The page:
Saturday, May 26, 2018
Letters To The Editor

Tuesday's letters: New pier rendering, same old problem

A signature moment for St. Petersburg | July 29

New rendering, same problems

The Times is not only wrong but wrongheaded.

The signature of St. Petersburg is its waterfront parks, not (as so often pointed out) a walkway to nowhere. No amount of "rethinking" can disguise the obvious answer.

Every one of the examples you used in Sunday's editorial offers a valid destination: the Space Needle's restaurant and 360-degree views; the Gateway Arch's observation deck 630 feet high; and Millennium Park's art gallery, interactive fountain with video display, and a music and dance theater.

Now compare that with the updated (read "spin") rendering. All the people at the tables are about where the parking lot is currently situated. Humor me and stroll uphill in our hot, humid weather and when you go as far as you can, start the walk back. Feel sweaty yet? If a refreshment stand is planned, it might be better to install a first-aid station. I am sure our disabled and senior citizens would appreciate it.

Stratis Simon, St. Petersburg

Study: Afghan goals for projects unmet July 30

Use the money at home

Millions are appropriated to rebuild the Afghan infrastructure, yet the Afghans do not have the funds or the expertise to maintain the system. Are we to send private (paid) contractors over to run things after we bring home our troops?

President Barack Obama wants U.S. forces in the country till 2014. Yet Afghans continue to take our money and fight among themselves. We should bring the cash back to the United States and rebuild our infrastructure.

Fred Coughlin, Safety Harbor

Against traffic | July 29

Joys of walking

I really enjoyed this story about walking the bay area and what a wonderful experience Ben Montgomery had. I will not be walking 10 or more miles a day, but I will get out and enjoy on foot the beautiful town, Indian Rocks Beach, that I am blessed to live in. Walking not only brings us to new discoveries in our area but also helps us both mentally and physically.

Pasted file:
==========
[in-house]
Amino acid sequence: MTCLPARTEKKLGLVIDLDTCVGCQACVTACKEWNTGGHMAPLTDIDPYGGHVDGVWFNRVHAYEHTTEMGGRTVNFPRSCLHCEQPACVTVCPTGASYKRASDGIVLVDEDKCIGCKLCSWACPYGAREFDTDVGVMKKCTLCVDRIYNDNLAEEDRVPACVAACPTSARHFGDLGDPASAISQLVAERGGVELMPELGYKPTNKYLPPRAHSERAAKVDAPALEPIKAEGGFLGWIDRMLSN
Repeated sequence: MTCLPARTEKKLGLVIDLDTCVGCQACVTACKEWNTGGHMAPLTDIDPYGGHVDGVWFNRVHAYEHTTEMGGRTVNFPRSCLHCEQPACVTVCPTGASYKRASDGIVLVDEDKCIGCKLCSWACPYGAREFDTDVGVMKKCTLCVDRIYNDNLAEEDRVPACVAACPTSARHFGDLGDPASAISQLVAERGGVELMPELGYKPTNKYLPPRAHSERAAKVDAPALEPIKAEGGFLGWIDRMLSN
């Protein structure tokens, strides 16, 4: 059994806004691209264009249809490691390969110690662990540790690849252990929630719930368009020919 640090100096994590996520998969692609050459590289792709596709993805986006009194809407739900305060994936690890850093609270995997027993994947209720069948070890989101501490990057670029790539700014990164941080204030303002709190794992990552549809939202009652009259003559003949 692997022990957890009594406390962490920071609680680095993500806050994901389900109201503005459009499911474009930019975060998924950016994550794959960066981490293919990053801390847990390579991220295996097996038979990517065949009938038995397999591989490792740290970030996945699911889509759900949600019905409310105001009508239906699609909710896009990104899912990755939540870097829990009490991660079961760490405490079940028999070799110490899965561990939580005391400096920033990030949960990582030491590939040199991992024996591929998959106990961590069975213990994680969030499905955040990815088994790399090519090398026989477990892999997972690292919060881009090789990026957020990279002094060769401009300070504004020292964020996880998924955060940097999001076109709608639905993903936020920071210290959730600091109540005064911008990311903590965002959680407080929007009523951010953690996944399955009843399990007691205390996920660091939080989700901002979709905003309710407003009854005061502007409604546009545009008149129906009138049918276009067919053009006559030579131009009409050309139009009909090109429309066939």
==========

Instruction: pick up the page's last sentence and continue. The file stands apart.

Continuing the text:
Thank you, Ben, for showing me again what we can see and discover on foot. Keep up the good work; I hope to see more stories about walking the bay area.

Jean Scott, Indian Rocks Beach

Puppets in the winds of protest | July 30

Hardly heroes

My Monday morning begins with your front-page story and large picture of protesters making puppets to use during their demonstrations at the Republican National Convention. You make them sound like they're heroes doing noble things instead of people trying to stir up more anger and dissatisfaction with our country than we already have.

Do they work for a living, or do the taxpayers (us) support them so that they are free to make puppets and demonstrate? Why don't they use their artistic talents to do some good for neglected children or the forgotten elderly in nursing homes instead of rabble-rousing?

Jane Kline, St. Petersburg

Gun rights

Back to original intent

The rabid supporters of gun rights like to talk about the original intent of the Founding Fathers that the Second Amendment allows all of us to be well-armed. What they fail to realize is that the weapon the founders had in mind was a single-shot, muzzle-loading gun. Whether pistol or long gun, it was loaded by putting a single bullet down the barrel, shoving it down tight with a rod and then igniting the gunpowder. This procedure had to be repeated for each shot.

"Original intent" certainly did not apply to weapons with the ability to spray 50 or 100 bullets into a crowd. So, therefore, all automatic and semiautomatic weapons, including assault rifles, could be banned without violating the words or intent of the Second Amendment.

Lewis Lederer, Clearwater

Close the loopholes

Although I'm a law-abiding gun owner, I firmly believe that assault weapons do not belong in the hands of the general public. I know several people who own these weapons, and not one of them uses one for hunting. It's more of a macho toy.

One of the biggest problems is that if they are stolen, they can be easily converted from semiautomatic to fully automatic by purchasing a few parts online. That's why simply banning the sale of these weapons the first time didn't work. The parts needed to build an assault rifle were not made illegal, so people simply built their own.

Even high-capacity magazines, also illegal, could be assembled from parts available online. Unless the government can find a way to fill all the loopholes, a new ban on these weapons won't work any better than it did the first time.